Queens SSA Office Accused of Bias in Denying Disability Claims
- Publish Date: 2011/05/29
- Author: Bieske & Associates, P.C.
Outline: Disability advocates have filed a class action lawsuit in Brooklyn New York alleging bias in Social Security disability benefits cases.
Main DigestDisability advocates filed a class action lawsuit in federal court in Brooklyn New York alleging bias in Social Security disability benefits cases.
Eight plaintiffs represent a class of individuals who were denied benefits after seeking review hearings in the Queens Social Security Administration (SSA) office. They complain of harsh, combative questioning and systematic denials based largely upon race and economic status.
Many of the representative applicants are poor or immigrants, and their brutish experiences are well-known. Some lawyers have advised their clients establish residences in other boroughs so they can avoid the Queens office. Federal judges have overturned a number of Queens rulings in recent years, citing legal errors, and problematic hearings where questioning has been called "brusque, intemperate and unhelpful."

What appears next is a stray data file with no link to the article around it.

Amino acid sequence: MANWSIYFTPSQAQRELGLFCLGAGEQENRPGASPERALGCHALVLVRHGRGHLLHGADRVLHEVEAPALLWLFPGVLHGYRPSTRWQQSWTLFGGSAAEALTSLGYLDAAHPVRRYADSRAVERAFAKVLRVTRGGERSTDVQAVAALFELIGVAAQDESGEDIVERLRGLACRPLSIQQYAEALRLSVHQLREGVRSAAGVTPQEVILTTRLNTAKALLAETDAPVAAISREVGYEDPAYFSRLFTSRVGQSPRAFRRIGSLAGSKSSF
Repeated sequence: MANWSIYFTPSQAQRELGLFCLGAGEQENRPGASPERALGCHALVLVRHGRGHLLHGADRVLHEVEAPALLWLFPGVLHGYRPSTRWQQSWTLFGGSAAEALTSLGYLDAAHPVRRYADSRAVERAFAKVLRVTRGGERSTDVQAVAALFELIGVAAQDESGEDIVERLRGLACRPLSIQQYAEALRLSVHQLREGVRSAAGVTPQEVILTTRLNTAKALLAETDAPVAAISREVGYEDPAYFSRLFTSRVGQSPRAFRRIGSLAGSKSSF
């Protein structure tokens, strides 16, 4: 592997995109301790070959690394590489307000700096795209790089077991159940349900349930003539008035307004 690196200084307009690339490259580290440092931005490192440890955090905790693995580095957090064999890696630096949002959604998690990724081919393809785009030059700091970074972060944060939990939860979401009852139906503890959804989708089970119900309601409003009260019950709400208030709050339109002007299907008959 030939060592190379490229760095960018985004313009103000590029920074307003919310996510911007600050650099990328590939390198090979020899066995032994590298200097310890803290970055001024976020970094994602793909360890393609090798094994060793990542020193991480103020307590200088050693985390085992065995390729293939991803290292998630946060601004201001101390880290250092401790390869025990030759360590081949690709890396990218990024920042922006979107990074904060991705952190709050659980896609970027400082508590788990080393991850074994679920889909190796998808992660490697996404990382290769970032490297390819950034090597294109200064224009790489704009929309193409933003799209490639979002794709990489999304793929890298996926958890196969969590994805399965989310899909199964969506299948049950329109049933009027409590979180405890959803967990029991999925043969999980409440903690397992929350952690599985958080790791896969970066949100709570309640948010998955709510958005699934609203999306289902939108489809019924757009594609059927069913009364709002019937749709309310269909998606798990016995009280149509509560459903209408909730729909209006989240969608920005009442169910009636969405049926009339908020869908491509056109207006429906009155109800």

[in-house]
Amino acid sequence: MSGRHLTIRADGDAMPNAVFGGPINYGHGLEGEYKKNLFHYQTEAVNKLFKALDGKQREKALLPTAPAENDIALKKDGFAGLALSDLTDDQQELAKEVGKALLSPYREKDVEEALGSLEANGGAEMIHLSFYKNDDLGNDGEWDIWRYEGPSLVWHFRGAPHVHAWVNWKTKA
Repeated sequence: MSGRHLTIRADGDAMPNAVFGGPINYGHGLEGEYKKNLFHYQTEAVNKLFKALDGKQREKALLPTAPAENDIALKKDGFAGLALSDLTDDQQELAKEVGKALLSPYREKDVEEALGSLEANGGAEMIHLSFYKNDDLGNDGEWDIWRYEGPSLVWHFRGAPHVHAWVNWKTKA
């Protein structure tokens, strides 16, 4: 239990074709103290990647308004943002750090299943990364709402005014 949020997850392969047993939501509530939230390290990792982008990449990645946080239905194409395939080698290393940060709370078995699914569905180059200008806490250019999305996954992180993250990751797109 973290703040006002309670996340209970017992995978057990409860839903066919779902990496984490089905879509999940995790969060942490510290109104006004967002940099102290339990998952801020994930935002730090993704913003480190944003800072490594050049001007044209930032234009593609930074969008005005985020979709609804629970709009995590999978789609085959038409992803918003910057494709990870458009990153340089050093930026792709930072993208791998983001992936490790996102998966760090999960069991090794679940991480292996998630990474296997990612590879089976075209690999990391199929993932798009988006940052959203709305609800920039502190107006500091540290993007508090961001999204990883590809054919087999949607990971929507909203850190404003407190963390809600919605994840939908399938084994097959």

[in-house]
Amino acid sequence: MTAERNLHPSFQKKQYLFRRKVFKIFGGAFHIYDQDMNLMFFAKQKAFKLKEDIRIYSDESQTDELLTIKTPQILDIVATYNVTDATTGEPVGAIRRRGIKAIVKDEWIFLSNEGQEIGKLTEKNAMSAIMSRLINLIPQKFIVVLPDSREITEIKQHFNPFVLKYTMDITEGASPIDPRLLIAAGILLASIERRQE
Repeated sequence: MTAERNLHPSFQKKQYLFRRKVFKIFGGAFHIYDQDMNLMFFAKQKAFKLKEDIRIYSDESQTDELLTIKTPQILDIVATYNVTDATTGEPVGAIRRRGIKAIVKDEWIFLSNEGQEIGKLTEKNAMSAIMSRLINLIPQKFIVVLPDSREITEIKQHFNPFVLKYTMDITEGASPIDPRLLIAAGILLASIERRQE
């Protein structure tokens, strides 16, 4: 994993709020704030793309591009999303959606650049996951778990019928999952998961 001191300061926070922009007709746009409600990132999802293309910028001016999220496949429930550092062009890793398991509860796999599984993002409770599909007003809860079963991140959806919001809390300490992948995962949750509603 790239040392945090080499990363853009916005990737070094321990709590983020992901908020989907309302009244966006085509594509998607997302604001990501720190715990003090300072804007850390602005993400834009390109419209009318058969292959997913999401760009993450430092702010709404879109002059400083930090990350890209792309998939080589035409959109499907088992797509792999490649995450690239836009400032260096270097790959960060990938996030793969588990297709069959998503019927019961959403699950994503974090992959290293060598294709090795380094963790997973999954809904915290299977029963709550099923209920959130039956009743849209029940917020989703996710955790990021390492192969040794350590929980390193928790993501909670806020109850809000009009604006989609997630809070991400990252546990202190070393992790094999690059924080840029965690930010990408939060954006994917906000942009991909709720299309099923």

The plaintiffs seek to have rulings from five administrative law judges rescinded. They also want to bar the judges from hearing future cases. According to the New York Times, these judges have rejected an average of 63 percent of the cases they have heard; much higher than the national average of 36 percent. An SSA audit revealed that the Queens office was in the top five nationally for the percentage of review decisions sent back for rehearing in 2007.
The federal court's ruling could affect thousands of people who were previously denied benefits.
Disability lawyers and the chronically injured understand that applying for benefits can be an arduous process. On average, the Social Security Administration rejects 65 percent of initial applications. However, applicants can have their petitions reconsidered by someone who was not involved with the initial review. Applicants are entitled to a review hearing before an administrative law judge if reconsideration results in a denial.
The Journal, a Delaware-based newspaper, noted that administrative law judges in Michigan reject, on average, 35 percent of all disability petitions, with one Grand Rapids judge denying benefits in 66 percent of cases. If you have applied for benefits and your initial claim has been rejected, it is important to have an attorney review your petition and medical records in preparation for an appeal.
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